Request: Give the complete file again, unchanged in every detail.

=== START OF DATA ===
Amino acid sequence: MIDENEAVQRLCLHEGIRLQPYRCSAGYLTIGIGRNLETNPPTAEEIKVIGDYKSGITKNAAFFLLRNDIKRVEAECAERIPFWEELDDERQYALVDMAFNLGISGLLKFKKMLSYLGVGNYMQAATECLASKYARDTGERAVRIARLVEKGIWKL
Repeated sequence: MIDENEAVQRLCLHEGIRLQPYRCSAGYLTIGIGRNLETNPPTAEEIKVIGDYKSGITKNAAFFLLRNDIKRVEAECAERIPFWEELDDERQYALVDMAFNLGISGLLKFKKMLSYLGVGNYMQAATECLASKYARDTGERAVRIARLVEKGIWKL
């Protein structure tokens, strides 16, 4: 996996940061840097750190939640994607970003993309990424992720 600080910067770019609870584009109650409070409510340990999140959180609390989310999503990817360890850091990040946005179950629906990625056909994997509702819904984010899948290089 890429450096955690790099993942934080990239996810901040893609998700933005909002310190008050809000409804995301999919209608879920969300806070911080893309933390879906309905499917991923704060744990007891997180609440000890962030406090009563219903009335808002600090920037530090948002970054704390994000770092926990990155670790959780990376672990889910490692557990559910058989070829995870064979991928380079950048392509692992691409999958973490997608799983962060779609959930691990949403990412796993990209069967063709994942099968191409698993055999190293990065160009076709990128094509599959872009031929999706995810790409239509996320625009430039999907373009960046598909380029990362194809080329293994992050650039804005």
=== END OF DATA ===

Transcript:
Amino acid sequence: MIDENEAVQRLCLHEGIRLQPYRCSAGYLTIGIGRNLETNPPTAEEIKVIGDYKSGITKNAAFFLLRNDIKRVEAECAERIPFWEELDDERQYALVDMAFNLGISGLLKFKKMLSYLGVGNYMQAATECLASKYARDTGERAVRIARLVEKGIWKL
Repeated sequence: MIDENEAVQRLCLHEGIRLQPYRCSAGYLTIGIGRNLETNPPTAEEIKVIGDYKSGITKNAAFFLLRNDIKRVEAECAERIPFWEELDDERQYALVDMAFNLGISGLLKFKKMLSYLGVGNYMQAATECLASKYARDTGERAVRIARLVEKGIWKL
């Protein structure tokens, strides 16, 4: 996996940061840097750190939640994607970003993309990424992720 600080910067770019609870584009109650409070409510340990999140959180609390989310999503990817360890850091990040946005179950629906990625056909994997509702819904984010899948290089 890429450096955690790099993942934080990239996810901040893609998700933005909002310190008050809000409804995301999919209608879920969300806070911080893309933390879906309905499917991923704060744990007891997180609440000890962030406090009563219903009335808002600090920037530090948002970054704390994000770092926990990155670790959780990376672990889910490692557990559910058989070829995870064979991928380079950048392509692992691409999958973490997608799983962060779609959930691990949403990412796993990209069967063709994942099968191409698993055999190293990065160009076709990128094509599959872009031929999706995810790409239509996320625009430039999907373009960046598909380029990362194809080329293994992050650039804005």